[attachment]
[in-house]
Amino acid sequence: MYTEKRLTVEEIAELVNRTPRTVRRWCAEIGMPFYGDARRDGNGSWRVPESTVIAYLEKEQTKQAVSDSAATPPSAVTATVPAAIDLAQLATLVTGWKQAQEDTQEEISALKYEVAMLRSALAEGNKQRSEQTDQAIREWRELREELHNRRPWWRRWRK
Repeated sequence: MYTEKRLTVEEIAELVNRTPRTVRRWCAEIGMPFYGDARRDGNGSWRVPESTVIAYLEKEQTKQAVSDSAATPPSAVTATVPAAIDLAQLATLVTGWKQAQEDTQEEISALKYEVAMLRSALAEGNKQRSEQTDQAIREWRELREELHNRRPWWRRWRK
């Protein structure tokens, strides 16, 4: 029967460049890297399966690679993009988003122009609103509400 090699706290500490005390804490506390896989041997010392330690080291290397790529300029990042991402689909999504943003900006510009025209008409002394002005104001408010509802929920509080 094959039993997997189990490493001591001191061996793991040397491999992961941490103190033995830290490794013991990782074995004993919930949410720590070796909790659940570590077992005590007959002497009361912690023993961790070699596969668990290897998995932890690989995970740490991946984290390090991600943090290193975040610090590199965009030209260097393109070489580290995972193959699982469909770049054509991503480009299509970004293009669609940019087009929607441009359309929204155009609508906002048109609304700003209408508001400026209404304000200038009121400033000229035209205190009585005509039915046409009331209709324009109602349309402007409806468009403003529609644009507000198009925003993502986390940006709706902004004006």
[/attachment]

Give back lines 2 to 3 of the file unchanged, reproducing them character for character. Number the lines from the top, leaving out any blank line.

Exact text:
Amino acid sequence: MYTEKRLTVEEIAELVNRTPRTVRRWCAEIGMPFYGDARRDGNGSWRVPESTVIAYLEKEQTKQAVSDSAATPPSAVTATVPAAIDLAQLATLVTGWKQAQEDTQEEISALKYEVAMLRSALAEGNKQRSEQTDQAIREWRELREELHNRRPWWRRWRK
Repeated sequence: MYTEKRLTVEEIAELVNRTPRTVRRWCAEIGMPFYGDARRDGNGSWRVPESTVIAYLEKEQTKQAVSDSAATPPSAVTATVPAAIDLAQLATLVTGWKQAQEDTQEEISALKYEVAMLRSALAEGNKQRSEQTDQAIREWRELREELHNRRPWWRRWRK